"Family members who hold pre-settled status based on dependency Rule EU4 of Appendix EU provides, in part, that where a person has been granted pre-settled status (limited leave to enter or remain under Appendix EU) as a child, dependent parent or dependent relative, they do not need to continue to meet the eligibility requirements for that leave which they met at the date of application where these related to their dependency, in order to retain their leave and remain eligible in due course for settled status (indefinite leave to enter or remain), where they apply on the basis of the same family relationship.  

For example, where a person has been granted pre-settled status on the basis of being a dependent parent of a relevant EEA citizen, they will not lose this status before that limited leave to enter or remain expires solely because they cease to be dependent on the relevant EEA citizen, and they will remain eligible in due course for indefinite leave to enter or remain as a dependent parent of that relevant EEA citizen, where they apply onthe basis of the same family relationship."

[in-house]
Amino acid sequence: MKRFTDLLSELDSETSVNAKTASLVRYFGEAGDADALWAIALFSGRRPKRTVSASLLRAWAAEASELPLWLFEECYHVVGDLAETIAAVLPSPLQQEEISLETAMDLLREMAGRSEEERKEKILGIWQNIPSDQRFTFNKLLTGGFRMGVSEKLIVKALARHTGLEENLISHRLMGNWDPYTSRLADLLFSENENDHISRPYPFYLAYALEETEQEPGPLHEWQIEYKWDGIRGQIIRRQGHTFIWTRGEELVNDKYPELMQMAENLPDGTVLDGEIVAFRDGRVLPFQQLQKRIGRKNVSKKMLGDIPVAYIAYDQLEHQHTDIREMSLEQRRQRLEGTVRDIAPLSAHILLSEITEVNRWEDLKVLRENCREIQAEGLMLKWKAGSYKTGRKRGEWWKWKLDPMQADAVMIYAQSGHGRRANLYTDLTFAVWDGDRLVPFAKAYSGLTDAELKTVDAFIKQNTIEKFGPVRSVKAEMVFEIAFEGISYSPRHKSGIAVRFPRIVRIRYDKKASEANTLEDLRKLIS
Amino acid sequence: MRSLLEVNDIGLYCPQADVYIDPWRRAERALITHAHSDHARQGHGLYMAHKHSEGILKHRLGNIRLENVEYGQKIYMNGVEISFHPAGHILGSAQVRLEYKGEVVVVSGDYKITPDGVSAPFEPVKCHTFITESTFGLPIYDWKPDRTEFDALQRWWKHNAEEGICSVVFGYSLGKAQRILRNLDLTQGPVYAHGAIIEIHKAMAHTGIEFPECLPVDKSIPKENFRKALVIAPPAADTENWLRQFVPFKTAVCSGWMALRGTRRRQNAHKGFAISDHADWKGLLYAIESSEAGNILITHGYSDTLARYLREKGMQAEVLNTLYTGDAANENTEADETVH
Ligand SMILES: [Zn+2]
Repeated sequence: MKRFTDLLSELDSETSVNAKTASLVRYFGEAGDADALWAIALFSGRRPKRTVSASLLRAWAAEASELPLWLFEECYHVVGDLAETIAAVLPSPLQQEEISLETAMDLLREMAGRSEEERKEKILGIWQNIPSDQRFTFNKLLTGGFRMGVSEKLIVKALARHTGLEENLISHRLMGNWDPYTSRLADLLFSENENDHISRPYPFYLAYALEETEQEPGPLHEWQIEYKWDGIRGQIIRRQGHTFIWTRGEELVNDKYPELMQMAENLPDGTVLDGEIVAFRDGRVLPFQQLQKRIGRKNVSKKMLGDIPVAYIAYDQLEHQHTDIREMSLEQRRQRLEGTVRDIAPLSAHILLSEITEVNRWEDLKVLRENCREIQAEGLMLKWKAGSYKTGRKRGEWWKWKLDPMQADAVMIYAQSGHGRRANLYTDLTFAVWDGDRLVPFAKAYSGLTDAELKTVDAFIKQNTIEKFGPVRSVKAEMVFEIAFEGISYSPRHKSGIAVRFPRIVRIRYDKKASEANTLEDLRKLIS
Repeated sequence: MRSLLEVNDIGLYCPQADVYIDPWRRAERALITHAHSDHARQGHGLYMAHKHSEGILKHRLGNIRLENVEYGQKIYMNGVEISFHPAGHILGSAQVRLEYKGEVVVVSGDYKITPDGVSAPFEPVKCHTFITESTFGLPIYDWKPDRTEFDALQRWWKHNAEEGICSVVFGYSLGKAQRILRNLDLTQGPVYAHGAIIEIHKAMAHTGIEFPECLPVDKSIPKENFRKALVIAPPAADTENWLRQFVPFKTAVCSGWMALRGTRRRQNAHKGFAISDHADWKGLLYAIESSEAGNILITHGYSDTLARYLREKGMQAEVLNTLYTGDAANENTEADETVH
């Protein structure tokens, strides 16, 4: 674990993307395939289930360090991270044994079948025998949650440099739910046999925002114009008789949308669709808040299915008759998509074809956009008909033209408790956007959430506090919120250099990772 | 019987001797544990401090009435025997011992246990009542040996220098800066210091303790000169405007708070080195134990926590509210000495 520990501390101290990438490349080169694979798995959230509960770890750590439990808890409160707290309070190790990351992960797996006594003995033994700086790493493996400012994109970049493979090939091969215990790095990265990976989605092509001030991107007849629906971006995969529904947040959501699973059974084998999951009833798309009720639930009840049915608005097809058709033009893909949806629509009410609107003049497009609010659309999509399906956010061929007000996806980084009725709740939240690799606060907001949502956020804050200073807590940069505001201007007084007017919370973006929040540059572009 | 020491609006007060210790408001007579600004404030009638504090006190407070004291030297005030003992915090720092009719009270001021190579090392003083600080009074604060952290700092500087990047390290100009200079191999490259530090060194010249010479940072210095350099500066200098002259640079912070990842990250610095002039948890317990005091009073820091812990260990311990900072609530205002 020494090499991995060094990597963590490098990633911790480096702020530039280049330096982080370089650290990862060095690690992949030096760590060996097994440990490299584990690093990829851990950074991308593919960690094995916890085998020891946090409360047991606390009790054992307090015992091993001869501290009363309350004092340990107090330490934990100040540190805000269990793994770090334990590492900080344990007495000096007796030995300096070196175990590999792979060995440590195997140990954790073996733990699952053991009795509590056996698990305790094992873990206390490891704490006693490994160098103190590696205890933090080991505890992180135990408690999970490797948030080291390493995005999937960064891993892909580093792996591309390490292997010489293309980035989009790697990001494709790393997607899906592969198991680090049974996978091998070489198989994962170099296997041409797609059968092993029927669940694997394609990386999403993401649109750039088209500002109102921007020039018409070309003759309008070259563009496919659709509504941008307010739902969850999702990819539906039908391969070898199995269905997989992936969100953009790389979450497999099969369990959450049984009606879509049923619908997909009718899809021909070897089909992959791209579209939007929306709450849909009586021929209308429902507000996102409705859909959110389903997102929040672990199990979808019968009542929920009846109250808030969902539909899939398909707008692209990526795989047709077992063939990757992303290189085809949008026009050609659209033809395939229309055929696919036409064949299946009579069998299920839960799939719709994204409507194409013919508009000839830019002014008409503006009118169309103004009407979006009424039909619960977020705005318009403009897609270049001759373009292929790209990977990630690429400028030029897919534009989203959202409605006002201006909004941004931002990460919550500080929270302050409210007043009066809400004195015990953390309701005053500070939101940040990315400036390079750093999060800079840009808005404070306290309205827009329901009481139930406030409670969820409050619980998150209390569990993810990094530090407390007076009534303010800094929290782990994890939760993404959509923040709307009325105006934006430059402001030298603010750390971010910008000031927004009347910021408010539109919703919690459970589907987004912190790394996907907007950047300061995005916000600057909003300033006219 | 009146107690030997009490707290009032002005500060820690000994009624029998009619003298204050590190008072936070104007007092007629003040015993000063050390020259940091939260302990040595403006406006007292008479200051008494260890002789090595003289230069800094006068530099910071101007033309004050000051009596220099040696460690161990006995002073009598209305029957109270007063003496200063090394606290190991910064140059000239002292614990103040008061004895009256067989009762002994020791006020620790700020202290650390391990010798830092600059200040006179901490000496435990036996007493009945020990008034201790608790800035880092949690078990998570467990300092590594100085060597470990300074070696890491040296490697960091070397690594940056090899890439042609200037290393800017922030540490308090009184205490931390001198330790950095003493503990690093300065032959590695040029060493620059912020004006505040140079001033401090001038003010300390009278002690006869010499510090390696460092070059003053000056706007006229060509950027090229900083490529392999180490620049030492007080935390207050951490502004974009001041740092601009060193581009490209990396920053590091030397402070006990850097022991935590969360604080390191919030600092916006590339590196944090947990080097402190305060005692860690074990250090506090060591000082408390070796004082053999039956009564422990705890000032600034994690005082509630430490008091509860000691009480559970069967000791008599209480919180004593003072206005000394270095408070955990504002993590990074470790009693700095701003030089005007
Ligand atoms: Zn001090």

Para EU4, in more details:

> Where a person has been granted limited leave to enter or remain under this Appendix:

• They must continue to meet the eligibility requirements for that leave which they met at the date of application (except for any which related to their dependency as a child, dependent parent or dependent relative) or meet other eligibility requirements for limited leave to enter or remain in accordance with paragraph EU14 (where they have been granted limited leave to enter or remain under paragraph EU3) or in accordance with paragraph EU14A (where they have been granted limited leave to enter or remain under paragraph EU3A); and

• They remain able to apply for indefinite leave to enter or remain under this Appendix and will be granted this where the requirements in paragraph EU2 (where they have been granted limited leave to enter or remain under paragraph EU3) or paragraph EU2A (where they have been granted limited leave to enter or remain under paragraph EU3A);and